Such ambitions may sound strange coming from a guy who spends a full hour of one show gushing about the first time he tried hummus: "I never had stuff like that growing up in Kansas," he says. "When I was living there and was feeling adventurous, I'd go have a Big Mac as opposed to a Quarter Pounder with Cheese." But Hastings is no hayseed. He's a canny fella on the rise, and if his main goal is to show listeners a good time, he feels that his lack of seriousness makes a serious point. "I think people overanalyze things, whether it's sports or the O.J. trial or whatever. They analyze things to death. But to me, we're talking about kids' games, things we played when we were little. And why should you have radio hosts hollering at people about something like that -- or anything else, for that matter? If you don't understand that, get off the air."
A big part of Hastings's act -- and it is one -- is to play the rube, the bumpkin. A couple inches shy of seven feet tall, with sleepy eyes and a doughy face, this 39-year-old native of Independence, Kansas, was a professional basketballer for eleven years, but because he spent more time on the bench than on the court (he cracks that a highlight film of his NBA career would feature him waving towels in every arena in the league), he's cast himself as a cross between a towering Bob Uecker and a freak of nature. "I'm like the guy in the 1500s who'd walk around and people would throw potatoes at him," he says. "If I was 5' 11", I'd be okay, but I'm like a Frankenstein monster. I scare people."
Hastings, though, is hiding a dirty little secret: He's not an idiot. When he's on Sports Zoo with Logan and/or relatively new addition Susie Wargin, he can seem like a sufferer of comic Tourette's Syndrome, spewing out mischievous comments in knee-jerk fashion; when describing an impressive stiff-arm move by Broncos receiver Ed McCaffrey during the Green Bay game, he repeatedly says that McCaffrey "got a stiffy." But Hastings is so in control of his idiosyncrasies that associates think of his screwy side as a separate character. Sports Zoo producer Ivan Sokalsky refers to this outré creation as "Monkey Boy"; KOA program director Don Martin dubs him "Booger Man."
When the circumstance calls for less crazed comportment, though, Hastings can deliver. As the number two gabber on Broncos games, he reins himself in, sticking to boisterous but relatively straightforward observations of the action; if the rare exceptions to this rule (like last August, when he begged on the air for a pre-season massacre of the Arizona Cardinals to finally, mercifully end) leave fans of his quirkier moments hungry for more, his enthusiastic contributions still make for a nice contrast to play-by-play-man Logan's extremely traditional approach. Moreover, on April 20, immediately after news broke about the shootings at Columbine High School, Hastings and Logan -- not members of the KOA news department -- anchored the coverage with sobriety and decorum, providing basic information and, as fathers themselves, offering frequent expressions of compassion for those who might have lost loved ones. To Martin, leaving the Zoo keepers in charge on such a day was an easy call. "I feel comfortable having them do whatever needs to be done on this radio station," he notes. "When people turn on the radio at three o'clock, they're doing it to hear what they have to say, whether it's about a police killing or penis jokes."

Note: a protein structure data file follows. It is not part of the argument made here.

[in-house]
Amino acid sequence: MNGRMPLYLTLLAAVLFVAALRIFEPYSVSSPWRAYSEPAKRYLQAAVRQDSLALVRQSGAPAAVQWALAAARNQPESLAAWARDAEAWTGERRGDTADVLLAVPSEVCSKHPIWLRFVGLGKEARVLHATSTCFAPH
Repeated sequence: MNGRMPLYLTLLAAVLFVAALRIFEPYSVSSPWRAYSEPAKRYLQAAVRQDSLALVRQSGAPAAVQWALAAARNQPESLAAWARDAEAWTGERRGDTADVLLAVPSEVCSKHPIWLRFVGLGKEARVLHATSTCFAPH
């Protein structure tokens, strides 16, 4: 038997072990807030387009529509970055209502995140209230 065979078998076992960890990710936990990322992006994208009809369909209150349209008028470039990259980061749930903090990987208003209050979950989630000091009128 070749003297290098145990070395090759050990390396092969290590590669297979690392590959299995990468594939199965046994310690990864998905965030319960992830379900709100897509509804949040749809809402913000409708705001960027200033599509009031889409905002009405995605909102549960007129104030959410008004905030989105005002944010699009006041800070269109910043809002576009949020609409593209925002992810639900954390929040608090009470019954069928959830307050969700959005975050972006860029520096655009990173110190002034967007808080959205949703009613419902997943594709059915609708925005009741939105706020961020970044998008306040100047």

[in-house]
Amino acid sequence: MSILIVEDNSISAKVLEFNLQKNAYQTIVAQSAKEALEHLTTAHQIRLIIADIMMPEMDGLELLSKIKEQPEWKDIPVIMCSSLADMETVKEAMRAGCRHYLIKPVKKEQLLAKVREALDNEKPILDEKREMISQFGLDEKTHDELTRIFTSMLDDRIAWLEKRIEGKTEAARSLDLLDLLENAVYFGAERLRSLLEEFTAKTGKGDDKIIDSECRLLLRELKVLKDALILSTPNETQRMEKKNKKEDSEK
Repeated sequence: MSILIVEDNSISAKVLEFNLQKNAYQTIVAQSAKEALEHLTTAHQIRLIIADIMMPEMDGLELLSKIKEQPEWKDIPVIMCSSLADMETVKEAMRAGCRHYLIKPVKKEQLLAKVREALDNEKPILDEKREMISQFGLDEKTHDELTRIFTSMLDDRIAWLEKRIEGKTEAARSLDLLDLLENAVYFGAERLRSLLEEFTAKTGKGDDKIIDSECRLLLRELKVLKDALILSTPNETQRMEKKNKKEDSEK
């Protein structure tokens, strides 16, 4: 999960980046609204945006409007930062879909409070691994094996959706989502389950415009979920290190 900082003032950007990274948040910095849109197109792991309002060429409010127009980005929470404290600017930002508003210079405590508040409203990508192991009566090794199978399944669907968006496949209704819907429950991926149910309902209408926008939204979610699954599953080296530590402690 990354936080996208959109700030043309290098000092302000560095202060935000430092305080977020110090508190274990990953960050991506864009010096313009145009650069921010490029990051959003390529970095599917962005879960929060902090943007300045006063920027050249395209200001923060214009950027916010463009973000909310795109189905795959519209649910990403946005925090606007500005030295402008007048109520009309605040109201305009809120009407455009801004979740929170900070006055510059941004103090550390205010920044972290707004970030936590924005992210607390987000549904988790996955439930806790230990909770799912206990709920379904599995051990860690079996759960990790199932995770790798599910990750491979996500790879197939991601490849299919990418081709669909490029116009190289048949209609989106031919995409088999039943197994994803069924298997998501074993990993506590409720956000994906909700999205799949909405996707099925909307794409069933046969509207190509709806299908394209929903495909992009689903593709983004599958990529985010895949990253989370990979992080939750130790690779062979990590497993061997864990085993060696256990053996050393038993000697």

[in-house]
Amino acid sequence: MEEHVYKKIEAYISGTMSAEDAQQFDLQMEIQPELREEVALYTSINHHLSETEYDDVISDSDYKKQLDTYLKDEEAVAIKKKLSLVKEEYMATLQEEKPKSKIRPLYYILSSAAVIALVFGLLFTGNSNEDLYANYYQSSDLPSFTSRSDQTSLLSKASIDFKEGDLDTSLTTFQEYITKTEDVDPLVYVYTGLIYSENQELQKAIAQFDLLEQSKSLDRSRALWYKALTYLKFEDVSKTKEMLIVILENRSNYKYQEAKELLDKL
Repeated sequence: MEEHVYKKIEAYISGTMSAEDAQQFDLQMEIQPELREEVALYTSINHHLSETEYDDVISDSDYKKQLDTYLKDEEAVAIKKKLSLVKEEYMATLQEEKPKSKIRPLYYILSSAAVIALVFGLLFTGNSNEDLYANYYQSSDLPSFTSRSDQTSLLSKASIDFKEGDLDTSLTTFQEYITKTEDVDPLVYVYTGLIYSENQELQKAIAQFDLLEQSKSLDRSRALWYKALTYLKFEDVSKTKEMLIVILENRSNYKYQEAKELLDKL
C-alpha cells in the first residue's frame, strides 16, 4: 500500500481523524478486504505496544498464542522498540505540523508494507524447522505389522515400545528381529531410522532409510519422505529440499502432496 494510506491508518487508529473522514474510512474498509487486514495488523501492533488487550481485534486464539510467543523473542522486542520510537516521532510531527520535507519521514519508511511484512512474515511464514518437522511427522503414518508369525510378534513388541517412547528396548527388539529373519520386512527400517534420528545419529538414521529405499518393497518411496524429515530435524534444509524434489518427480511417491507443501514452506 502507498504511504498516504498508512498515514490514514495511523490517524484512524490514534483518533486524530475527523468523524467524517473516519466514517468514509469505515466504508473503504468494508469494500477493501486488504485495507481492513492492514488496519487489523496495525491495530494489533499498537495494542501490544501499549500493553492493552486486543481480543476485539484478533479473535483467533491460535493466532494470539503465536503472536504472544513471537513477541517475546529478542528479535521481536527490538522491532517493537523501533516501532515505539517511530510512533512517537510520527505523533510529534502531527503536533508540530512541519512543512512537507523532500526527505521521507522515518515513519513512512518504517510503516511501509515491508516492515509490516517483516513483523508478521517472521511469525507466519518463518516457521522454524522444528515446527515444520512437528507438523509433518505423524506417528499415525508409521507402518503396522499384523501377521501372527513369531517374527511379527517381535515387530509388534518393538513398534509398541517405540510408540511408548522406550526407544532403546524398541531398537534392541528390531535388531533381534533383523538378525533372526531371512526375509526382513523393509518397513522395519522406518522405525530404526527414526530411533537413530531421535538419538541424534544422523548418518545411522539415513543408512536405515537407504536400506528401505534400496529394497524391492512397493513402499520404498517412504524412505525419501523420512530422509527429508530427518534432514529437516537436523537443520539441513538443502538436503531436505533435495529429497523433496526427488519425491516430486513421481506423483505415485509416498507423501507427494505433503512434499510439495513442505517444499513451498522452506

Of course, Hastings remains much better known for the latter. On a show this summer, for instance, his discovery that sperm contains zinc, a mineral lauded for its effectiveness at fighting the common cold, led him to goad listeners into guessing the last time the very pregnant Wargin's husband Mike slipped her a health-giving "injection" -- a routine that Wargin heard about when she got home. "Mike told me, 'Well, honey, maybe we should keep some of this stuff private,'" she says, chuckling. "He's a teacher, and the kids don't tend to listen that much, but all their parents listen, and all the other teachers listen, too, and when we talk about him, he hears about it. Usually he doesn't mind, but that subject went a little too far for him." Judy Hastings, Scott's wife of seventeen years, knows how Mike feels. When Hastings recently tried calling her to ask if she sometimes pees in the shower, she made herself scarce. "The worst thing for her is caller ID," he contends. "Because if she knows I'm talking about women peeing in the shower and then I call, she is not going to pick up."
But Hastings's naughty talk is more akin to a preteen eager to see how his folks will react instead of like Howard Stern's calculated leering, so he seldom offends the surprisingly large number of females who tune in (much less the 25- to 54-year-old males targeted by Sports Zoo); Martin cites surveys showing that 75 percent more women visit the Zoo than any other Denver sports-talk program. But that hasn't prevented mainstream media writers such as the Rocky Mountain News's Dusty Saunders from denigrating Hastings's work: One Saunders column suggested that by focusing on "double-entendre dialogue" and "guffaws," Hastings was dragging down the staunch Logan. Martin has little patience for such criticism. "There are a lot of people covering the media around here who time has passed by. They should take a whiskey and go to bed. Scott tells a joke, and you have some of these people acting like he's the anti-Christ. They expect him to cross his hands and talk about morals all the time, but that's not Scott. He's a hip guy who gets into what he does. And he doesn't just do sports radio. He does entertainment radio."